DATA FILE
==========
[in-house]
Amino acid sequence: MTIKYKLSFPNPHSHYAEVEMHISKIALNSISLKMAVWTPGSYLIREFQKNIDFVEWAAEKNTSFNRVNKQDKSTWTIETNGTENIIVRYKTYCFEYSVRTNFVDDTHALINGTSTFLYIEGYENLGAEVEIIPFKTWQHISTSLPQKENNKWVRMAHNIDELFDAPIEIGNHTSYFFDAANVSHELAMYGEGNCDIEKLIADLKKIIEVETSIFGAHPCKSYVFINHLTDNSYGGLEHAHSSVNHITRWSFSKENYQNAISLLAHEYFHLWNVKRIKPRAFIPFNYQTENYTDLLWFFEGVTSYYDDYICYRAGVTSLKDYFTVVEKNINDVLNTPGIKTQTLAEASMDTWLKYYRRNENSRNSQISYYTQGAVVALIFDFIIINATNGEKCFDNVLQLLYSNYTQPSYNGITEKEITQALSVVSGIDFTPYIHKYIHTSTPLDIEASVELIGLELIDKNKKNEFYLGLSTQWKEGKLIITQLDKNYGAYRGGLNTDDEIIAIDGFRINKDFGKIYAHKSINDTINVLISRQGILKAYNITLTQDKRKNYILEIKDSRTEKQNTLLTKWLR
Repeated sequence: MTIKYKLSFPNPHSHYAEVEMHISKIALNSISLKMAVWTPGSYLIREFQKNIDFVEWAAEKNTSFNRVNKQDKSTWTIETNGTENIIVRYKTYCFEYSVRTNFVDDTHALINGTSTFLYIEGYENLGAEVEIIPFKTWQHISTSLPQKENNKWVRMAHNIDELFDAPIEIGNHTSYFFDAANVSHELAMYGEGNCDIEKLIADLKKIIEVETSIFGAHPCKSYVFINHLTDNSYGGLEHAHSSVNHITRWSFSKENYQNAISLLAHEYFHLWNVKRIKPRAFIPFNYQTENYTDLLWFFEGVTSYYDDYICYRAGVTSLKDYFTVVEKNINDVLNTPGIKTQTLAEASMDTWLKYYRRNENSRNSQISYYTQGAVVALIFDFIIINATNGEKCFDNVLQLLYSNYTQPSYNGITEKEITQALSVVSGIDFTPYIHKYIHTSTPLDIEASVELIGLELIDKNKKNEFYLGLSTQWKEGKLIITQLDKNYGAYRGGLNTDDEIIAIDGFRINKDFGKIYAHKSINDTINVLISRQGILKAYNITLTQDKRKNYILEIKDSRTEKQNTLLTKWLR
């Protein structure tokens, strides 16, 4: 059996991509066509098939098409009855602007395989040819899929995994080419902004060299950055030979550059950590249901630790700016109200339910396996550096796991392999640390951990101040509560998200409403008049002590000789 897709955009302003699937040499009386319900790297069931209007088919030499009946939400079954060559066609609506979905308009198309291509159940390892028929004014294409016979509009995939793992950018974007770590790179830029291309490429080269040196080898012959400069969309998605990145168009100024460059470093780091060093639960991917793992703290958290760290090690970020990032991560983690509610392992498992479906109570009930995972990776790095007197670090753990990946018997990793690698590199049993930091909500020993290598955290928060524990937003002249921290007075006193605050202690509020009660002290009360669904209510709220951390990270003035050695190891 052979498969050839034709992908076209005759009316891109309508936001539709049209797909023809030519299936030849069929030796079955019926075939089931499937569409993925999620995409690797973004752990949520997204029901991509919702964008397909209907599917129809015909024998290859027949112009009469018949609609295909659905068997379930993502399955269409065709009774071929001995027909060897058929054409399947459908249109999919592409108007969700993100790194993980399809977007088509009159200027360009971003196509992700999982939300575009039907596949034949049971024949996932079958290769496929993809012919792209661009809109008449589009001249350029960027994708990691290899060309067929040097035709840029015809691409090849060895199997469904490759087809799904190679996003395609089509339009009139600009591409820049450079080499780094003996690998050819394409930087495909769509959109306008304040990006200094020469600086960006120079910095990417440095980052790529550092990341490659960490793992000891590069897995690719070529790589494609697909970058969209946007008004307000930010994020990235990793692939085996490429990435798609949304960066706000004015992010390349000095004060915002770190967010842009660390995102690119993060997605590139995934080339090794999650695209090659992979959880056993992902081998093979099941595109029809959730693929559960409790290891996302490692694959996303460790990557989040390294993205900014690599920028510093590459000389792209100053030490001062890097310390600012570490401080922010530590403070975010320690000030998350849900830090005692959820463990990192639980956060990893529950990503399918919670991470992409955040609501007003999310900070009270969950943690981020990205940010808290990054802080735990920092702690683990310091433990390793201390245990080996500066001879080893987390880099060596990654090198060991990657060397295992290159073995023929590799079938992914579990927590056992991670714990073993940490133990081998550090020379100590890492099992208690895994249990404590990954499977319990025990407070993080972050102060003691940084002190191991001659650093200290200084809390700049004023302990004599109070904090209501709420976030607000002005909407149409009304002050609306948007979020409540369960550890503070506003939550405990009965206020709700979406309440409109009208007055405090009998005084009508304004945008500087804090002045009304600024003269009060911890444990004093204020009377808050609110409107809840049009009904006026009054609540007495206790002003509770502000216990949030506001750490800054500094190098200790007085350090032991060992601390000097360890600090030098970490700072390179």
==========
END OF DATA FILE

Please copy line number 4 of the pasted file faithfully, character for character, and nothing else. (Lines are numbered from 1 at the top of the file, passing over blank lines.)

């Protein structure tokens, strides 16, 4: 059996991509066509098939098409009855602007395989040819899929995994080419902004060299950055030979550059950590249901630790700016109200339910396996550096796991392999640390951990101040509560998200409403008049002590000789 897709955009302003699937040499009386319900790297069931209007088919030499009946939400079954060559066609609506979905308009198309291509159940390892028929004014294409016979509009995939793992950018974007770590790179830029291309490429080269040196080898012959400069969309998605990145168009100024460059470093780091060093639960991917793992703290958290760290090690970020990032991560983690509610392992498992479906109570009930995972990776790095007197670090753990990946018997990793690698590199049993930091909500020993290598955290928060524990937003002249921290007075006193605050202690509020009660002290009360669904209510709220951390990270003035050695190891 052979498969050839034709992908076209005759009316891109309508936001539709049209797909023809030519299936030849069929030796079955019926075939089931499937569409993925999620995409690797973004752990949520997204029901991509919702964008397909209907599917129809015909024998290859027949112009009469018949609609295909659905068997379930993502399955269409065709009774071929001995027909060897058929054409399947459908249109999919592409108007969700993100790194993980399809977007088509009159200027360009971003196509992700999982939300575009039907596949034949049971024949996932079958290769496929993809012919792209661009809109008449589009001249350029960027994708990691290899060309067929040097035709840029015809691409090849060895199997469904490759087809799904190679996003395609089509339009009139600009591409820049450079080499780094003996690998050819394409930087495909769509959109306008304040990006200094020469600086960006120079910095990417440095980052790529550092990341490659960490793992000891590069897995690719070529790589494609697909970058969209946007008004307000930010994020990235990793692939085996490429990435798609949304960066706000004015992010390349000095004060915002770190967010842009660390995102690119993060997605590139995934080339090794999650695209090659992979959880056993992902081998093979099941595109029809959730693929559960409790290891996302490692694959996303460790990557989040390294993205900014690599920028510093590459000389792209100053030490001062890097310390600012570490401080922010530590403070975010320690000030998350849900830090005692959820463990990192639980956060990893529950990503399918919670991470992409955040609501007003999310900070009270969950943690981020990205940010808290990054802080735990920092702690683990310091433990390793201390245990080996500066001879080893987390880099060596990654090198060991990657060397295992290159073995023929590799079938992914579990927590056992991670714990073993940490133990081998550090020379100590890492099992208690895994249990404590990954499977319990025990407070993080972050102060003691940084002190191991001659650093200290200084809390700049004023302990004599109070904090209501709420976030607000002005909407149409009304002050609306948007979020409540369960550890503070506003939550405990009965206020709700979406309440409109009208007055405090009998005084009508304004945008500087804090002045009304600024003269009060911890444990004093204020009377808050609110409107809840049009009904006026009054609540007495206790002003509770502000216990949030506001750490800054500094190098200790007085350090032991060992601390000097360890600090030098970490700072390179």